Scituate, A Love Story

Dear Scituate,

It was love at first sight.

For days we had been driving, looking for the perfect town to move our family, up and down the coast from Portsmouth to Plymouth.  Newburyport, Marblehead, Hingham, Cohasset – all beautiful in their own way.  Lots of harbors.

“What the hell are we going to do in a harbor?” I asked Phil. “We’re from Philly.”

“There’s one place we didn’t hit.  It’s off the beaten path a bit – Scitu-ate? I’m probably saying that wrong.”  (He was.)

“Ok, sure, we’re here, might as well.”


That ain’t no harbor.  I turned to Phil: “This is it.”  He smiled.  He knows I don’t mess around.

Things moved fast, as they tend to do when you know what you want.  Our courtship was complicated. Sacrifices had to be made before we could make it official.  Like the temporary lodgings we found online – in a house that happened to be on a marsh.


But we did it willingly, because love is blind, and you were worth it.  I braved the late night marsh sounds of a coyote mauling an egret because I knew we could do this, we could make this work.  And then, serendipity stepped in.  We met the right agent who happened to know of a winter rental in a neighborhood overlooking the ocean called Third Cliff.


Phil looked at me and shook his head. After a decade of living in a landlocked state, he knew I was a goner.  I think I was weeping.  “We’ll take it,” he said to our realtor.

Of course, no relationship is perfect.  We had some bumps in the road, like a hurricane

IMG_1012and a blizzard.

IMG_1452IMG_1455But somehow these challenges seemed more like adventures.  They made us feel tough and resilient, like we could roll with anything life threw our way. And for the times when our energy flagged, the right people always seemed to come to our aid.


When I discovered that the big blue house across the street was for sale, I imagined myself living in it.  I saw Phil and I with cocktails on the wrap-around porch after rolling back from the beach, sandy and starving.  I imagined the girls dozing in a hammock, being lulled to sleep by the clang of the ocean buoy.  I actually printed a picture of the house and carried it in my wallet – my own little secret fantasy.

I didn’t think it would actually come true.


But it did – all of it.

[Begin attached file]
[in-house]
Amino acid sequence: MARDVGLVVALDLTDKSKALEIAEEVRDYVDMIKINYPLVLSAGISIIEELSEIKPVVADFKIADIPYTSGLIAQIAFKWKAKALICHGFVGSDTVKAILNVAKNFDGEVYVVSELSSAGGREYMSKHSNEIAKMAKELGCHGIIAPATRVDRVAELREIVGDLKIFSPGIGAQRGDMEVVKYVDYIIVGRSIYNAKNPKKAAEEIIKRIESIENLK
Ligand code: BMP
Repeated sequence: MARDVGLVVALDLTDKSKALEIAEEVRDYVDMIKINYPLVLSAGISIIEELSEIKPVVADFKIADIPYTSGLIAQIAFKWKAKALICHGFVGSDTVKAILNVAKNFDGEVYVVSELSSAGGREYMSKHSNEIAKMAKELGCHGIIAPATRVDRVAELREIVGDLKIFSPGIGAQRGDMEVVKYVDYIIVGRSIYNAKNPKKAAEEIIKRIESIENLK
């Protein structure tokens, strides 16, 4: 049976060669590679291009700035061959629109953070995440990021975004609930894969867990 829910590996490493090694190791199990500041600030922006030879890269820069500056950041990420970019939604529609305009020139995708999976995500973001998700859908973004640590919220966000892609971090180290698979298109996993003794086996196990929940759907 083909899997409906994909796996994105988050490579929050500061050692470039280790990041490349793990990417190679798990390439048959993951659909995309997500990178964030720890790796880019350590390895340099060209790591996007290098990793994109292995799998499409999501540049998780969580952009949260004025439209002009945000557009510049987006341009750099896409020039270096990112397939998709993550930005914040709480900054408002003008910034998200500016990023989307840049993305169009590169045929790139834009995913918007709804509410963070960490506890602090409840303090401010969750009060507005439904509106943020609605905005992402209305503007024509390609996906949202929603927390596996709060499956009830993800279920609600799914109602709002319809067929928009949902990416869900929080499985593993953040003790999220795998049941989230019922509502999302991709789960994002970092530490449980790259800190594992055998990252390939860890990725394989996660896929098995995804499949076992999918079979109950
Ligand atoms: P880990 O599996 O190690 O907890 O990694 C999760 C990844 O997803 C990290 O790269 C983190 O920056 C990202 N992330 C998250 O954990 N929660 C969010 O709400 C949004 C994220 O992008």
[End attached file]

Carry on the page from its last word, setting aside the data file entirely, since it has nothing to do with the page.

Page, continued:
The sandy walks home from the beach…


the cocktails


the hammock.


While I hoped it would last forever, I fought back feelings of impermanence.  It all felt too magical to last.  I blamed my fears on my pessimistic set-point, on my leanings toward fatalism – that everything good is just one heartbeat from being taken away.  But in my gut I think I always knew that we wouldn’t last forever.

And that made me pay attention.  For the first time in my life, I was present.  For every sunrise and sunset, for every run on the cliff or walk on the beach,  I was there.  I didn’t want to miss a thing.  When I look back at my photos from this experience, I notice that I am always walking behind.




IMG_1205As a mom, I often find myself behind things: a swing, a stroller, a wobbly kid on a two-wheeler.  Phil likes to lead the charge, but I love to walk behind.  It’s where I can see everyone, where all are accounted for.  I can read their body language – if they are happy or tired or holding something in.  I think mothers prefer the panoramic view.  The big picture.

And in the big picture, our move back to Philadelphia is the right decision.  My instinct was probably right all along – this was a passionate fling, a summer romance, not a long-haul kind of commitment.  But for a blissful 18 months, we found ourselves on your rocky shores.  Why? What did we come here to learn?

You taught us awe.  To have our breath taken away daily by nature.  To truly comprehend the vastness of the ocean and how small we are in comparison.  Hopping from rock to rock on the cliffs became a meditation for me.


Especially when I stumbled upon messages I felt destined to discover:


You taught us that people are good, welcoming, and kind.  I have yet to meet a Masshole. Ok, there was that one.  Our neighbors – loyal like family – kept us from feeling orphaned.  They even attempted to make sailors out of a bunch of Philly landlubbers.


You taught us to be brave.

IMG_2558To try new things.

IMG_1959To take care of each other.


To feel alive.


But mostly, you taught us how to be together.  Just us.  And have that be enough.






Better than enough.

It was here that Phil, Emma, Phoebe and I learned how to depend on each other.  And while we may not always get along, we are all we’ve got.  Moving someplace new is like a Family Immersion Program.  It is exciting and terrifying, and at times, really fucking lonely.  But we road that roller coaster together.  We learned by trial and error when to make someone laugh…


Or give them a hug

IMG_3482Or just leave them the hell alone.

Image 1

You taught us how to be a family.


And for that, a piece of my heart will always belong to you.

Happy Valentine’s Day.


37 thoughts on “Scituate, A Love Story

  1. It’s taken me four years to “love” where we live, but after a 2000 mile move, I can now say that I love it for all these reasons you state so eloquently. I love it because it is the place in which we have really grown into ourselves as a family. Thank you for this!!

      • Jessie
        I don’t know you but your story hit home for me. we moved here 27 years ago from Boston, so afraid to leave the city. We kept our two family in Boston because we “might want to move back” .27 years later we are still in love with Scituate. We found it one night driving back from Nantasket beach when we go lost and ended up having dinner at pier 44. In fact a few years ago, I think I fell in love with your house on third cliff ,the “Jordan Marsh house” if I’m correct?.
        Good luck to you and hopefully Scituate will be a summer vacation for your family!
        Jeanne Travis

  2. Noooooo! Not Philly. I only go back there to visit family. Ok, I do have a soft spot for Margate and Ocean City, but cities are best enjoyed as visitors. Not residents. Fantastic blog post. You’re a great story teller!

  3. This really made me cry!! All of this will be in your heart forever which is as big and wide as the sky holding your beautiful family and all these poignant memories. Please keep writing!

  4. From another gal from Philly we are sorry to see you leave. I will miss your visits to Everygirl in the harbor. Your girls were lovely!